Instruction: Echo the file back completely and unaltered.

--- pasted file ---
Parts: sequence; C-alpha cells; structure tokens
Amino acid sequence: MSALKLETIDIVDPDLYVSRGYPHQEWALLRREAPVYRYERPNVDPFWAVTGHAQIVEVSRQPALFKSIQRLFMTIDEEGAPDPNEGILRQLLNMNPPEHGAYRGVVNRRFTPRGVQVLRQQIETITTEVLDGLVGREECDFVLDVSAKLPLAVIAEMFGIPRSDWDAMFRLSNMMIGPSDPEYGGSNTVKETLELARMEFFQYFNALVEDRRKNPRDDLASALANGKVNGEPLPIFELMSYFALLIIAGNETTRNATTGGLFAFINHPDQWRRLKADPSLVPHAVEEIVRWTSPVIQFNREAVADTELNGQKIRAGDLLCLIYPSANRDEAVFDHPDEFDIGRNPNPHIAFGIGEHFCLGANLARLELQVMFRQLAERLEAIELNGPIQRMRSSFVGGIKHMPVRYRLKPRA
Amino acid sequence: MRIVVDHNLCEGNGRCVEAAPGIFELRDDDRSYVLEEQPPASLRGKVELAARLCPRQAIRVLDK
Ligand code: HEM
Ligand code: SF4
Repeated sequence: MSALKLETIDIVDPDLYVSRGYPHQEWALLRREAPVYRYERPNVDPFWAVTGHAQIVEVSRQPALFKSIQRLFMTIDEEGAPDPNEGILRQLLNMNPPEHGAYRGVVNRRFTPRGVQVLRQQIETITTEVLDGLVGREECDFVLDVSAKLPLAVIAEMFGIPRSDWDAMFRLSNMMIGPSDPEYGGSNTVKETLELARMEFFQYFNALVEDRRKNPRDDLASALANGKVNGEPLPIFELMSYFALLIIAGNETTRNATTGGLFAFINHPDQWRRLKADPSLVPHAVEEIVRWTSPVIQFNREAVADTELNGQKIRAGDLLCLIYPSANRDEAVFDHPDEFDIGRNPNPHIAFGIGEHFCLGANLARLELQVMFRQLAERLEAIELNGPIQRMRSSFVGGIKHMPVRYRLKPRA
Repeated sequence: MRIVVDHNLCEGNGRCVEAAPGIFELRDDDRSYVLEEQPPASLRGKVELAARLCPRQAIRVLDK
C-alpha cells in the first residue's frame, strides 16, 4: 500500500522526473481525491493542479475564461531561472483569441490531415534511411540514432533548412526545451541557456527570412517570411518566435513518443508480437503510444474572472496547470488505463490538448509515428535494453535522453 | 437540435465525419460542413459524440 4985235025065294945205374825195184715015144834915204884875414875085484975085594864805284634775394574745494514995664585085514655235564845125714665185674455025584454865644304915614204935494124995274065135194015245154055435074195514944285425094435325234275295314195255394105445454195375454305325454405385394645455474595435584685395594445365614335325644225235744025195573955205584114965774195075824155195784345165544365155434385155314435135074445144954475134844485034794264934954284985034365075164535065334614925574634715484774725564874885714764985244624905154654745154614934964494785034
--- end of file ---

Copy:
Parts: sequence; C-alpha cells; structure tokens
Amino acid sequence: MSALKLETIDIVDPDLYVSRGYPHQEWALLRREAPVYRYERPNVDPFWAVTGHAQIVEVSRQPALFKSIQRLFMTIDEEGAPDPNEGILRQLLNMNPPEHGAYRGVVNRRFTPRGVQVLRQQIETITTEVLDGLVGREECDFVLDVSAKLPLAVIAEMFGIPRSDWDAMFRLSNMMIGPSDPEYGGSNTVKETLELARMEFFQYFNALVEDRRKNPRDDLASALANGKVNGEPLPIFELMSYFALLIIAGNETTRNATTGGLFAFINHPDQWRRLKADPSLVPHAVEEIVRWTSPVIQFNREAVADTELNGQKIRAGDLLCLIYPSANRDEAVFDHPDEFDIGRNPNPHIAFGIGEHFCLGANLARLELQVMFRQLAERLEAIELNGPIQRMRSSFVGGIKHMPVRYRLKPRA
Amino acid sequence: MRIVVDHNLCEGNGRCVEAAPGIFELRDDDRSYVLEEQPPASLRGKVELAARLCPRQAIRVLDK
Ligand code: HEM
Ligand code: SF4
Repeated sequence: MSALKLETIDIVDPDLYVSRGYPHQEWALLRREAPVYRYERPNVDPFWAVTGHAQIVEVSRQPALFKSIQRLFMTIDEEGAPDPNEGILRQLLNMNPPEHGAYRGVVNRRFTPRGVQVLRQQIETITTEVLDGLVGREECDFVLDVSAKLPLAVIAEMFGIPRSDWDAMFRLSNMMIGPSDPEYGGSNTVKETLELARMEFFQYFNALVEDRRKNPRDDLASALANGKVNGEPLPIFELMSYFALLIIAGNETTRNATTGGLFAFINHPDQWRRLKADPSLVPHAVEEIVRWTSPVIQFNREAVADTELNGQKIRAGDLLCLIYPSANRDEAVFDHPDEFDIGRNPNPHIAFGIGEHFCLGANLARLELQVMFRQLAERLEAIELNGPIQRMRSSFVGGIKHMPVRYRLKPRA
Repeated sequence: MRIVVDHNLCEGNGRCVEAAPGIFELRDDDRSYVLEEQPPASLRGKVELAARLCPRQAIRVLDK
C-alpha cells in the first residue's frame, strides 16, 4: 500500500522526473481525491493542479475564461531561472483569441490531415534511411540514432533548412526545451541557456527570412517570411518566435513518443508480437503510444474572472496547470488505463490538448509515428535494453535522453 | 437540435465525419460542413459524440 4985235025065294945205374825195184715015144834915204884875414875085484975085594864805284634775394574745494514995664585085514655235564845125714665185674455025584454865644304915614204935494124995274065135194015245154055435074195514944285425094435325234275295314195255394105445454195375454305325454405385394645455474595435584685395594445365614335325644225235744025195573955205584114965774195075824155195784345165544365155434385155314435135074445144954475134844485034794264934954284985034365075164535065334614925574634715484774725564874885714764985244624905154654745154614934964494785034